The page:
“Scientists are pioneering the use of 3D printers to create drugs and other chemicals at the University of Glasgow.
Researchers have used a £1,250 system to create a range of organic compounds and inorganic clusters - some of which are used to create cancer treatments.
Longer term, the scientists say the process could be used to make customised medicines.
They predict the technique will be used by pharmaceutical firms within five years, and by the public within 20.
"We are showing that you can take chemical constituents, pass them through a printer and create what is effectively a chemical synthesiser in which the reaction occurs allowing you to get out something different at the end," researcher Mark Symes told the BBC.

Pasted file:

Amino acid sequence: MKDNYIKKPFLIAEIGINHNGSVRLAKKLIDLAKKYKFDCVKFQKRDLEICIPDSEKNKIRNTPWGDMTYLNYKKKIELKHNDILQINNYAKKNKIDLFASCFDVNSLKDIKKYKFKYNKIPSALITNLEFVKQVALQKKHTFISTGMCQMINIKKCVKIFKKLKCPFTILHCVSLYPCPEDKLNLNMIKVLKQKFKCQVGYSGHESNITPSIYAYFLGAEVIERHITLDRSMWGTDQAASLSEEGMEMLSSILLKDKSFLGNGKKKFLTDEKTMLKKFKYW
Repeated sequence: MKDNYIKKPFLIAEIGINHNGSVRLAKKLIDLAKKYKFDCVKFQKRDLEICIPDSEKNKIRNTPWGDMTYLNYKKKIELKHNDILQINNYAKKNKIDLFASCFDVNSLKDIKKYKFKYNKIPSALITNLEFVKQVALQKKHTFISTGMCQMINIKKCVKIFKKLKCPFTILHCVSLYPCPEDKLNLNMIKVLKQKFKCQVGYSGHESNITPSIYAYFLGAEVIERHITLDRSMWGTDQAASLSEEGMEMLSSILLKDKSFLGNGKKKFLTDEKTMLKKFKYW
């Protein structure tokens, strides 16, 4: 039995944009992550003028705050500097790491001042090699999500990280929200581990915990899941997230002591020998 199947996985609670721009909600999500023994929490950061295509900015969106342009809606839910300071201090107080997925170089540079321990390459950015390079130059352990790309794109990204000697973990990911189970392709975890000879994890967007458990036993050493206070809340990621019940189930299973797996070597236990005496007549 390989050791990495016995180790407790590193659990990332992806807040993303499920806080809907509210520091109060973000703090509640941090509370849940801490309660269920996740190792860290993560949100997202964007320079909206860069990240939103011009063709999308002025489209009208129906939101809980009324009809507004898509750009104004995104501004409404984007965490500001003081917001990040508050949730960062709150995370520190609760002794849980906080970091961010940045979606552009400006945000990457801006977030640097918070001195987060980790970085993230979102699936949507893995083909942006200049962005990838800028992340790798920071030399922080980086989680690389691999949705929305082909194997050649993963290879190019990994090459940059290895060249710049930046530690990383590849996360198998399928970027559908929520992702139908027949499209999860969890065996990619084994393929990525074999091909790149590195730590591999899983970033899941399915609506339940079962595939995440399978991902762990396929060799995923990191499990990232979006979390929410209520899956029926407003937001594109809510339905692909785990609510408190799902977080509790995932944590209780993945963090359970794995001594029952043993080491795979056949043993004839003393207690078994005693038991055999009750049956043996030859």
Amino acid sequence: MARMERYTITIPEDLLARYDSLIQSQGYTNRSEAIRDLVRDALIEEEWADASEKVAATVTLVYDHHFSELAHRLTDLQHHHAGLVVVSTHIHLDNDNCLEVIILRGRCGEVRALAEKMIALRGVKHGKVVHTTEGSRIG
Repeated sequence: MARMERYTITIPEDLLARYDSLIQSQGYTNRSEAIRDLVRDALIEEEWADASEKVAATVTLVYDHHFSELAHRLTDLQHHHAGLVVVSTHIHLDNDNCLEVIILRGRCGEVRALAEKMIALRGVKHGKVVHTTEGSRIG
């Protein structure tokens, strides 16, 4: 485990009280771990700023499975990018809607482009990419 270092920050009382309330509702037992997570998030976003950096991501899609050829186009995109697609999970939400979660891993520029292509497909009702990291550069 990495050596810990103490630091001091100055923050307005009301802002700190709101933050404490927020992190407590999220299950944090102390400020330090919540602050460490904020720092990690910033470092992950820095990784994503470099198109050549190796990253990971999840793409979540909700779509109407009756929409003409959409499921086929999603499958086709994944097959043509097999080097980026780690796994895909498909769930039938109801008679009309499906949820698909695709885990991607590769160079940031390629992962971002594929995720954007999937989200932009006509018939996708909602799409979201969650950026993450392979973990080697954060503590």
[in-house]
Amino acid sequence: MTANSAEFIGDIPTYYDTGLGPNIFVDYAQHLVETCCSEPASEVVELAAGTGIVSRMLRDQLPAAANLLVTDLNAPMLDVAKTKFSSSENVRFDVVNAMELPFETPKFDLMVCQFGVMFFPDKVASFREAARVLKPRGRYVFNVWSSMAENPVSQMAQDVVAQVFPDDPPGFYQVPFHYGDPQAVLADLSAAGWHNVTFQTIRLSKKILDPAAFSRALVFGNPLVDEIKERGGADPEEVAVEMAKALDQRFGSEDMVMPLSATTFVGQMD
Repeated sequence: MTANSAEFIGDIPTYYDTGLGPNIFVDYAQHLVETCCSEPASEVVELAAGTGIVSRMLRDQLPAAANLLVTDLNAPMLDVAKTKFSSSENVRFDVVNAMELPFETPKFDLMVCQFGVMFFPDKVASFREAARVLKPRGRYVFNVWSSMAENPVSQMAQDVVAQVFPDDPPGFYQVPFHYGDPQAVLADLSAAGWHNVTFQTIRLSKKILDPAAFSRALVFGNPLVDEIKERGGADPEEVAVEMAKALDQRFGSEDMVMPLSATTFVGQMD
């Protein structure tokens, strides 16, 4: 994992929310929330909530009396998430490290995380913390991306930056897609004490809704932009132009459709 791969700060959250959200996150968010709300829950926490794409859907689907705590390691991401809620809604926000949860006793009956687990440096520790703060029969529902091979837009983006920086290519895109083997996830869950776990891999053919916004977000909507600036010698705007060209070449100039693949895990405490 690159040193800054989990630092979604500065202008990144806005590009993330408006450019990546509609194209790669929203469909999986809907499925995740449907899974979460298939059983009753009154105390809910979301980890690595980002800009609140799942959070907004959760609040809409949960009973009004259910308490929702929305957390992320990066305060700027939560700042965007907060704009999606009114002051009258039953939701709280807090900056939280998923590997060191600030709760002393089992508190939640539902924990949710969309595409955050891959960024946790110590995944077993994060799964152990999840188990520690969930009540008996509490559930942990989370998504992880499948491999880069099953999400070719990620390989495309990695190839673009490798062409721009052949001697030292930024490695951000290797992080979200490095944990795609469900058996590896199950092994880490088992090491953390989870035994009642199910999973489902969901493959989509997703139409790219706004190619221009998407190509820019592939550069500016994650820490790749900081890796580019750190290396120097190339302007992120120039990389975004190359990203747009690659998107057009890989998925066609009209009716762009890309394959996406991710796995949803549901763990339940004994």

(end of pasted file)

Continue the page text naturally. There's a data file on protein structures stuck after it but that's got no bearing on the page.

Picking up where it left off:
"We're extrapolating from that to say that in the future you could buy common chemicals, slot them into something that 3D prints, just press a button to mix the ingredients and filter them through the architecture and at the bottom you would get out your prescription drug."
The 3D printing process involves the use of a robotically controlled syringe which builds an object out of a gel-based "ink", into which chemicals and catalysts are mixed.
"Chemists normally put chemicals in glassware to create a reaction," said Prof Lee Cronin, who came up with the idea…”